“We share a commitment to commemorate the victims of the Holocaust and to honour those who stood against it.”
-- Declaration of the Stockholm International Forum on the Holocaust
Visit www.ushmm.org or explore the links on this page for more information about the United States Holocaust Memorial Museum and its initiatives.
For more information, see Antisemitism: A Continuing Threat. Listen to Voices on Antisemitism, an audio series and podcast service that features a broad range of perspectives about antisemitism and hatred today. Join us every other week to hear a new program.
For Teachers: Teaching about the Holocaust
The United States Holocaust Memorial Museum has many resources for teachers striving to help students learn the history of the Holocaust and reflect upon the moral and ethical questions raised by that history. Browse resources for teachers
Resources for planning a Remembrance day commemoration.
Responding to Genocide Today
From Memory to Action: Meeting the Challenge of Genocide
The Museum's online encyclopedia contains articles, film, photographs, individual histories, survivor testimony, chronologies, maps, artifacts, music, and links to resources about major topics. Portions have been translated into other languages including Arabic, Farsi, Urdu, French, Spanish, Turkish, Russian, and Portuguese. Browse the encyclopedia
The United States Holocaust Memorial Museum has made the creation of a multi-language Holocaust Encyclopedia and a variety of related materials on other relevant topics and themes - a Global Classroom - one of its top priorities. Explore the links below to browse material in the following languages:
The United States has been deeply committed to the goals of the Task Force throughout its first decade of existence. At its inception, there was a growing awareness among political leaders that teaching the lessons of the Holocaust could help counter disturbing trends of Antisemitism and intolerance. The Stockholm Declaration rightly set the course for the future work of the Task Force and served as the basic document of core principles. As Task Force members, our actions and attitudes continue to be touched by this document. Studying the myriad aspects of the Holocaust and keeping its reality in the foreground, has given us an effective antidote to fight contemporary intolerance, xenophobia, and genocide.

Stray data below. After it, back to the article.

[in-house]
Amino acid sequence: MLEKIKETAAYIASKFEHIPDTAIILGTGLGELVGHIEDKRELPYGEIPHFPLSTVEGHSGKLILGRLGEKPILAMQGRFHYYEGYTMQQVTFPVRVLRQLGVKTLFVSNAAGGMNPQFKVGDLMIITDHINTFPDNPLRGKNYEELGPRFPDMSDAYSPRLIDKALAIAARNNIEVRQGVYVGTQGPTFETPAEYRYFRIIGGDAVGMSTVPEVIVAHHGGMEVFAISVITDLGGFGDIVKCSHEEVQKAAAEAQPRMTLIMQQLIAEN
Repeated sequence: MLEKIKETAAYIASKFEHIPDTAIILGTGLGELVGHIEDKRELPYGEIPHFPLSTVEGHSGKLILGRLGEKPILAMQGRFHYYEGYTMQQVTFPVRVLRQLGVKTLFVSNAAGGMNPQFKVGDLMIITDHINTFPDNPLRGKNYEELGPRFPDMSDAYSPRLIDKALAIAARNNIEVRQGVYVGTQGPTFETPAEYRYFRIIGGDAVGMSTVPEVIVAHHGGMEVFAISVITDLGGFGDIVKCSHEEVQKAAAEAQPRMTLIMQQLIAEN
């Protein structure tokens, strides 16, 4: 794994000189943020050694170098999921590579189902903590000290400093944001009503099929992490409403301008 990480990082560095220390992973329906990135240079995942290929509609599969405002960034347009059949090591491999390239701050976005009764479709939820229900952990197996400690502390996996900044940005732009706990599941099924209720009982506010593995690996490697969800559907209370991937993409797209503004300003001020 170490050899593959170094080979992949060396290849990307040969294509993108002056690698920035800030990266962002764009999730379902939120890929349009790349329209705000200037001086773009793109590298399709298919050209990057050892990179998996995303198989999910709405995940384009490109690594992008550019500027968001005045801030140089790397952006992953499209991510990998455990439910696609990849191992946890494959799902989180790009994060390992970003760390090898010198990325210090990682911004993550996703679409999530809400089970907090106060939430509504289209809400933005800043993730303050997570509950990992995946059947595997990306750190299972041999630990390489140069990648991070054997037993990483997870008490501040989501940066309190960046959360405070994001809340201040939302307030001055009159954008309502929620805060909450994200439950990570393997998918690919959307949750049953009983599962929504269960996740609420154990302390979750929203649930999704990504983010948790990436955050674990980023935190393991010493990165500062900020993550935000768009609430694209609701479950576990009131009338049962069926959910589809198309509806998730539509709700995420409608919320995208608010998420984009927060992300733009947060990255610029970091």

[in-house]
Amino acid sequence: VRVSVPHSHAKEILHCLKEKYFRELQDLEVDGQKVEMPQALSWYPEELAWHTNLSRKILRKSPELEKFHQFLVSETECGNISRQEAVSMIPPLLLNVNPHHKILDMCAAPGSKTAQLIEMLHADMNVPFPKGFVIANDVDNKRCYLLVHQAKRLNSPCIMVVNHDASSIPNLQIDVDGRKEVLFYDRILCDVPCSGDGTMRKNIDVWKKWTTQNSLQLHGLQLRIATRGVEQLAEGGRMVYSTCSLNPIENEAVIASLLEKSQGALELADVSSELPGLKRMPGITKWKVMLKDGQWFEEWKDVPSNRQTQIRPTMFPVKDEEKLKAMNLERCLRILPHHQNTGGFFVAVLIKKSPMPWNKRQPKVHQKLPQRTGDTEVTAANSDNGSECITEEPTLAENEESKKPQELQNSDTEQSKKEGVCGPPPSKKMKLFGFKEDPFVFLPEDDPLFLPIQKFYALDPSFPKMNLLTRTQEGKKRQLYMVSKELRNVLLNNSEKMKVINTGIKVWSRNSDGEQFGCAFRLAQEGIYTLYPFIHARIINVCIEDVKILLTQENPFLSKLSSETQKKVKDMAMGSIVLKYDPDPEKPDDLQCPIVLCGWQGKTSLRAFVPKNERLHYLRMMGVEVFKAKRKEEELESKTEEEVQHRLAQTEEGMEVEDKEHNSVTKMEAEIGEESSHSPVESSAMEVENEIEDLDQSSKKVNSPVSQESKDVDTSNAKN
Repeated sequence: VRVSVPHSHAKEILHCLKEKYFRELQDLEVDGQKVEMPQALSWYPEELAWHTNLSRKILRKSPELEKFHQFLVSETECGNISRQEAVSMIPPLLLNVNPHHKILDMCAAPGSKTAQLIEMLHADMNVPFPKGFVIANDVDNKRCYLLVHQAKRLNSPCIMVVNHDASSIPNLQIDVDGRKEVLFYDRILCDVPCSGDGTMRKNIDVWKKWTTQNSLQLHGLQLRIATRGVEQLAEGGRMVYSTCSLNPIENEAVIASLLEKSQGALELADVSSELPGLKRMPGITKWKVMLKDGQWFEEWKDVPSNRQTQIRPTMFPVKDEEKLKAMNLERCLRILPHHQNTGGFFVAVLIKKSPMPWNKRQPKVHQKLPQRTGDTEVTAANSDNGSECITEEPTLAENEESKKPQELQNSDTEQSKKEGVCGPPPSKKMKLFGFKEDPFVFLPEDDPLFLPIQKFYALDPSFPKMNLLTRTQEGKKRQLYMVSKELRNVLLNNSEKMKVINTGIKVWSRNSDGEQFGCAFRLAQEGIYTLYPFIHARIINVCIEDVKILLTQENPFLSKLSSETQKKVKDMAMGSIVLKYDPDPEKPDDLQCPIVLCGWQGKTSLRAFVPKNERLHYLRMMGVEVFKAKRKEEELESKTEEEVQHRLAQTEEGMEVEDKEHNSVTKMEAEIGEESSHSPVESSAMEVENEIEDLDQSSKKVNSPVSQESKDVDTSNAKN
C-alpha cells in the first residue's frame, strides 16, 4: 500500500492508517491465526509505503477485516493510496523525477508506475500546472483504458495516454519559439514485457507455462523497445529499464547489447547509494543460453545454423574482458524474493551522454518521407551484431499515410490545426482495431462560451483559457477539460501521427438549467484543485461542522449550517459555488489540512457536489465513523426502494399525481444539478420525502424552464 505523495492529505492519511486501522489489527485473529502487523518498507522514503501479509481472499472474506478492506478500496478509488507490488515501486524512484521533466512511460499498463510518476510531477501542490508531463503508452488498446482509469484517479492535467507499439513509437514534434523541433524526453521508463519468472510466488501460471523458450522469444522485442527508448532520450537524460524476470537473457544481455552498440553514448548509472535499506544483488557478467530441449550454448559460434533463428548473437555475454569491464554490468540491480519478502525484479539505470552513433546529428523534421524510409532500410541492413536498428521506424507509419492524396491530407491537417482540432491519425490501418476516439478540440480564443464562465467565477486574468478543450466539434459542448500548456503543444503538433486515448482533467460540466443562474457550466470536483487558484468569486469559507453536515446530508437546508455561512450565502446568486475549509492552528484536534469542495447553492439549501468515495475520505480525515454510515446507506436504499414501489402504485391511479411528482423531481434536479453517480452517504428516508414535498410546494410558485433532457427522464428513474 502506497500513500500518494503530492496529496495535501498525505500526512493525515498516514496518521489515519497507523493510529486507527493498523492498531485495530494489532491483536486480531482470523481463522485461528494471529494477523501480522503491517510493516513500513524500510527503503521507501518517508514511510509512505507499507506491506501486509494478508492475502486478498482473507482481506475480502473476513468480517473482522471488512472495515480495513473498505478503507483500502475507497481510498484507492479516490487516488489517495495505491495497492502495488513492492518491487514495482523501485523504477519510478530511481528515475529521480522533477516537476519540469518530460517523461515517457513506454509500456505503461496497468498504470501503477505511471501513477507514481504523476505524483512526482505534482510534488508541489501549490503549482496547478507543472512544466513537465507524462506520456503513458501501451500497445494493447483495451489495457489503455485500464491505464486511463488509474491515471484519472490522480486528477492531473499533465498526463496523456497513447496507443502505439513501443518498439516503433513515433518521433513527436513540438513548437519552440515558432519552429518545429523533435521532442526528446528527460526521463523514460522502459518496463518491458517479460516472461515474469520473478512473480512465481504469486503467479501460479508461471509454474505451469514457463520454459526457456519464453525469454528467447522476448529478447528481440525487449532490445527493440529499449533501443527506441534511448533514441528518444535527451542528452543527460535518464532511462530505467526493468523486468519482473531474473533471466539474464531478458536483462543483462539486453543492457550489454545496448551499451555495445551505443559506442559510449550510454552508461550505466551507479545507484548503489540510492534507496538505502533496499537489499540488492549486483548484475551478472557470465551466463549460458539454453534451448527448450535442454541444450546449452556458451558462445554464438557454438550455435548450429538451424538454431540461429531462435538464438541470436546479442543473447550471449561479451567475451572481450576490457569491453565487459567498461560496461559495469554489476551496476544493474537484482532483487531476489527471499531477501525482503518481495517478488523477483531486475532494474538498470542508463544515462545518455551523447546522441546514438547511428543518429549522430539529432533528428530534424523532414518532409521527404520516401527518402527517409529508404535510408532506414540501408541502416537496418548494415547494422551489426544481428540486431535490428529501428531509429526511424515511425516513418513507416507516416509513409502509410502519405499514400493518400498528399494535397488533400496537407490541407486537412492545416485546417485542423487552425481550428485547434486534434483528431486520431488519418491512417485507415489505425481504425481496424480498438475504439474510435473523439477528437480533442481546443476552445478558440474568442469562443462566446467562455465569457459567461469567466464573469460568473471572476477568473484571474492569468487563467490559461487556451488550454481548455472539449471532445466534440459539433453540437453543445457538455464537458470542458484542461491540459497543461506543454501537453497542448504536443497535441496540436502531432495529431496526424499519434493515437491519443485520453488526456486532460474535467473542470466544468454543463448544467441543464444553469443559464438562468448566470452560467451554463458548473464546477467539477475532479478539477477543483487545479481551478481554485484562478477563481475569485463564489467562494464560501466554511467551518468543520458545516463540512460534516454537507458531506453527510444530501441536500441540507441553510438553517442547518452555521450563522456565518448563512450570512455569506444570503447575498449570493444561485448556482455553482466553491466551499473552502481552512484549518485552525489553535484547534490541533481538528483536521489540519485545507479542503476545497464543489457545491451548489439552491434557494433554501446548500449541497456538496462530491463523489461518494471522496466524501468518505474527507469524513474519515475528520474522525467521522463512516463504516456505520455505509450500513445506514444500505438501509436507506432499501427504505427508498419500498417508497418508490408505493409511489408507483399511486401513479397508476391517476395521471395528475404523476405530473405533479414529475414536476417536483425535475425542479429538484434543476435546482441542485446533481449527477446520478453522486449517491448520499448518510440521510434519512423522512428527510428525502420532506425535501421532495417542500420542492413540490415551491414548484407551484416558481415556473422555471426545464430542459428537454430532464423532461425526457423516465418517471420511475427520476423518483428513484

Ambassador J. Christian Kennedy
Special Envoy for Holocaust Issues, Department of State
|Following Göran Persson's initiative, and with Yehuda Bauer's guidance, the United States joined Sweden and the United Kingdom to establish the Task Force in 1998. In addition, the United States chaired the Task Force in 2003 and has hosted numerous seminars and mentored several applicant countries as they prepared themselves for full Task Force membership.
The United States' delegation to the Task Force is composed of governmental representatives from the European Bureau of the Department of State, noted Holocaust educators, academics and experts in the field of memorials.
While the Holocaust was not perpetrated on American soil, the United States has been refuge and home to hundreds of thousands of its survivors. That is one reason why public awareness is at a relatively high level. Our membership in the Task Force assists in our engagement with the Congress and with our public as we continue to address pending Holocaust issues while also remembering the millions of Holocaust victims. The Task Force has accomplished a great deal in its first decade. Thousands of teachers, students and society at large have been exposed to Holocaust history because of the Task Force. National governments have been sensitized to the requirements inherent in the Stockholm Declaration. Second World War-era archives have been opened to the public, revealing new information, and serious new academic research has been made possible. The Task Force, through its Chair country, has spoken out against contemporary outrages like Holocaust denial and the genocide in Darfur. As the Task Force enters its second decade, the United States renews its commitment and pledges its active participation in all three fields of our mission and work. The collective challenge is to ensure that our focus remains consistent with the Stockholm Declaration and that our standards remain high as our membership expands. Our activities and projects should continue to be designed around the reality of the Holocaust, keeping the memory of its countless victims in the foreground as we seek to educate our citizens to the dangers of hatred and Antisemitism.
The delegation's engagement in Task Force issues is supported by effective, long-standing participation from the following notable Holocaust-related institutions: